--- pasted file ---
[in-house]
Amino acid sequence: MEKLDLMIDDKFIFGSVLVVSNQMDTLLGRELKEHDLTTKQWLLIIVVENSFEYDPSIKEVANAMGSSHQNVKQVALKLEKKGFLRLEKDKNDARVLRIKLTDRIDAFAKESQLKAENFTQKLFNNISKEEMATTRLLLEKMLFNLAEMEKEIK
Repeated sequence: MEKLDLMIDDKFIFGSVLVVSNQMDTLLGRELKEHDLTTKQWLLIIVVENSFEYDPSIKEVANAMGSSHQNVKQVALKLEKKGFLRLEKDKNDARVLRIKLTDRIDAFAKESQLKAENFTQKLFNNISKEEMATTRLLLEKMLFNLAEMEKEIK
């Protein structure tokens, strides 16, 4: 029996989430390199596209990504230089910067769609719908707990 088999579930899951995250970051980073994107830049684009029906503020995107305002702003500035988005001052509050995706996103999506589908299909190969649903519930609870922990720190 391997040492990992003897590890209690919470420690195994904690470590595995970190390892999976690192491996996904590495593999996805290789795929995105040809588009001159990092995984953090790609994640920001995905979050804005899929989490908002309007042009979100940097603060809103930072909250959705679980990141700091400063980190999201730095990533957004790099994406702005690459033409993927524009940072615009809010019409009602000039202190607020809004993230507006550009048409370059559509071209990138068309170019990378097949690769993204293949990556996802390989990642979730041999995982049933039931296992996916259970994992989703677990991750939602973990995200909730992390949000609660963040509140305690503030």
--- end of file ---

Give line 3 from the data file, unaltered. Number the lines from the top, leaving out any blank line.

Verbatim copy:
Repeated sequence: MEKLDLMIDDKFIFGSVLVVSNQMDTLLGRELKEHDLTTKQWLLIIVVENSFEYDPSIKEVANAMGSSHQNVKQVALKLEKKGFLRLEKDKNDARVLRIKLTDRIDAFAKESQLKAENFTQKLFNNISKEEMATTRLLLEKMLFNLAEMEKEIK